I think that is a brilliant argument for inherent randomness in QM.  Where can I find it in Leibniz's works? 

From what I remember hearing about Bohm's interpretation of QM, he at first included a randomising potential but removed it later thinking it was not needed.  He was wrong!  As you have demonstrated, it is essential.

For me,  whatever the equations of quantum field theory describe,  that entity is determining the qualia experienced by particular particles. And the resultant experiences are determining how likely each such particle is to be found at each position in spacetime (which really means the subjective location of its effect within the experience of other particles -another view I think Leibniz would support).

The reason for the randomness is because each one of these particles is free to choose any one of these possible positions at each moment in its private time experience.  And the reason its QFT-determined qualia fixes its probability of being found in a particular small volume element in space at a given time is because each particle does not think or plan where to go. It just freely chooses. And it is consequently twice as likely to choose region A over a similarly-sized region B if the qualia in region A are twice as salient/intense as those in region B.

That is the bare essence of my theory of Position Selecting Interactionism (PSI), to which the explanation for consciousness contained in my book THE BLIND MINDMAKER very clearly leads.  It is as far as I can see the only way of explaining all the facts about human experience that does not invoke any functionalism or other supernatural forces. Since functionalism is totally indefensible in the light of what science has revealed, I am convinced PSI is the correct hypothesis.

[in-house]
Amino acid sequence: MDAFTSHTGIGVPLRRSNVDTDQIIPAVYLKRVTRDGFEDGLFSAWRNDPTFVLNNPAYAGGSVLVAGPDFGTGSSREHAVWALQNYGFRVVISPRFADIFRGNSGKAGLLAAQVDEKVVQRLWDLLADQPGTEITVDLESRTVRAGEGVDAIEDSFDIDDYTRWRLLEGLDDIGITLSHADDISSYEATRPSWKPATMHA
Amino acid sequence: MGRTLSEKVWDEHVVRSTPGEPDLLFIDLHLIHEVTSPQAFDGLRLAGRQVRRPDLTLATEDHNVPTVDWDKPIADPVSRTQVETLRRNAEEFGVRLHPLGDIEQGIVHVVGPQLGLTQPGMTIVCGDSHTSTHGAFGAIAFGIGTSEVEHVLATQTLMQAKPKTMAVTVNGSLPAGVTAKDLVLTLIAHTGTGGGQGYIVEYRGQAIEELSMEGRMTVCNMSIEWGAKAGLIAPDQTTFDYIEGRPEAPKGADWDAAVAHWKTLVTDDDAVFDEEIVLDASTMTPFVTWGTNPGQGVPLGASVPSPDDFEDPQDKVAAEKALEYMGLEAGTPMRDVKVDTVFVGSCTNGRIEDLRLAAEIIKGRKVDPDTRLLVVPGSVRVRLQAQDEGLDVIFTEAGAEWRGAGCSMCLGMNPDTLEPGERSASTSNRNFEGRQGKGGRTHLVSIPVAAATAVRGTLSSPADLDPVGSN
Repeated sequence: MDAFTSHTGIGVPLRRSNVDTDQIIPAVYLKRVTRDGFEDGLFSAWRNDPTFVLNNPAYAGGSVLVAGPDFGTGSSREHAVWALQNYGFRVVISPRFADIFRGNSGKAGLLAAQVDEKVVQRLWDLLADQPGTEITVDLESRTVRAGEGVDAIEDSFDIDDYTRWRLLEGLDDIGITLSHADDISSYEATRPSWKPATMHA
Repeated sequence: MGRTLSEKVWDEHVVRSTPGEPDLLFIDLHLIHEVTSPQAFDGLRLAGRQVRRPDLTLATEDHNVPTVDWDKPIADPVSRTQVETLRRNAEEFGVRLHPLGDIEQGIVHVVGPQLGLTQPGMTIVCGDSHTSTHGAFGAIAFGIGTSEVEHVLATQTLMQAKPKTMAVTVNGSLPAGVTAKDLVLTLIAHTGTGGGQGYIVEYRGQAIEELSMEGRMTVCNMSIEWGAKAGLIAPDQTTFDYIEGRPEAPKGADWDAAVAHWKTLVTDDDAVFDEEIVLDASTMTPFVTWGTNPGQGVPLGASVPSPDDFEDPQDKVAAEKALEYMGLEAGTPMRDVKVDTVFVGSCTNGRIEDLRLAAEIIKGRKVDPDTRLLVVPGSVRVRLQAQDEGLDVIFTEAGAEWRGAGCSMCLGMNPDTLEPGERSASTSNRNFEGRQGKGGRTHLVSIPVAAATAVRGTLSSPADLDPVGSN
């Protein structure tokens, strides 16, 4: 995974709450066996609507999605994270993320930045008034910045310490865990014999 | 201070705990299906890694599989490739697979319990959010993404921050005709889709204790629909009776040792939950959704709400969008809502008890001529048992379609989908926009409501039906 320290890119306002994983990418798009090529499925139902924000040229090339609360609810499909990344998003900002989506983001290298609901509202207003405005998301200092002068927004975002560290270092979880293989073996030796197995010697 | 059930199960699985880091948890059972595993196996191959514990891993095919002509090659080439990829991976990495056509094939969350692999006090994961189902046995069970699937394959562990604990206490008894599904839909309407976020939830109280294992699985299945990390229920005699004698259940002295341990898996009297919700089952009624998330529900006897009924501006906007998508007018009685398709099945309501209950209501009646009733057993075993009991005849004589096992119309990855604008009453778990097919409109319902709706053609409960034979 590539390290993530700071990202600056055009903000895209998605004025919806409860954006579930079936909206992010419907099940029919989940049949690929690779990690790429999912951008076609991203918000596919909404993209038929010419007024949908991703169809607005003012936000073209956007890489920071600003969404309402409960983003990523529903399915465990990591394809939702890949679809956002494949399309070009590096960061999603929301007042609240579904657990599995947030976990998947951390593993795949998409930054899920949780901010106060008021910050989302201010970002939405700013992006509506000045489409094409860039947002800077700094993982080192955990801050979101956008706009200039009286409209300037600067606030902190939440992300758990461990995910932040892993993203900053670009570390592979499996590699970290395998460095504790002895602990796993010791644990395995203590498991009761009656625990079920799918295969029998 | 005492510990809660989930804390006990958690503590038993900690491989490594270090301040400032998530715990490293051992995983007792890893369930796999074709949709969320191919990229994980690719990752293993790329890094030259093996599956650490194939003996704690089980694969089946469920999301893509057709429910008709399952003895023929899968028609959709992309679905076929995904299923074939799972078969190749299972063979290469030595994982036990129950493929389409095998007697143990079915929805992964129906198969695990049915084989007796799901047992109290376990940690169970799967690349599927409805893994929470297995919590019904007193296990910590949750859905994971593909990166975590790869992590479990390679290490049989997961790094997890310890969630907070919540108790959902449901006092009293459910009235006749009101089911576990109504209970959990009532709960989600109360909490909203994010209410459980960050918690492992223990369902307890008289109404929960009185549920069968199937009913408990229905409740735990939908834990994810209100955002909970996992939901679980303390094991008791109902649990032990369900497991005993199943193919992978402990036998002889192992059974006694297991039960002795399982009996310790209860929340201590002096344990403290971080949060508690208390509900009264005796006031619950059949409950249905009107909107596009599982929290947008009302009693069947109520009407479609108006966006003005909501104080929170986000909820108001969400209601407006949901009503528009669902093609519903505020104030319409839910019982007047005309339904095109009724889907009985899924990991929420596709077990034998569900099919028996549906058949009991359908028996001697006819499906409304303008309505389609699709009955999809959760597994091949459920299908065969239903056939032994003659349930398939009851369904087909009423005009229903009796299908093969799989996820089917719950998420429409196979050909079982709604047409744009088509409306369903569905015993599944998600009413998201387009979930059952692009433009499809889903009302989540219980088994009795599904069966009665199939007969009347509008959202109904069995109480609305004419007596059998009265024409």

Although it would entail some highly complex neurobiology,  I do not think that is any reason to doubt the hypothesis. After all, nature had 100 billion neurons to play with in every human brain. I have absolutely no doubt she can create a pattern of potentials that we experience as different types of qualia (due to differences in the particles that give rise to it rather than in the functions it is adapted for), and that the patterns of 'probability' formed by these potentials are isomorphic with those of the appropriate qualia in our subjective space.

My book identifies selection pressures that would result in just such a pattern of potentials under the mere assumption that it is possible for something in the brain to cause a particle to exist in a spread-out quantum state and then measure its position through random interactions with regularly spaced detectors that are each capable of sending their output signal to a different part of the brain.

However implausible that may seem,  it doesn't require any functionalism - a principle that we have absolutely no scientific reason to believe in. Moreover,  the use of quantum tunneling in our sense of smell and the impressively long-lasting entanglement between electrons in a robin's eye shows that nature can generate the sort of spread-out particle state that my theory requires even within warm and wet biological structures.

Best wishes, 

(C.  S.  Morrison,  author of The Blind Mindmaker: Explaining Consciousness without Magic or Misrepresentation)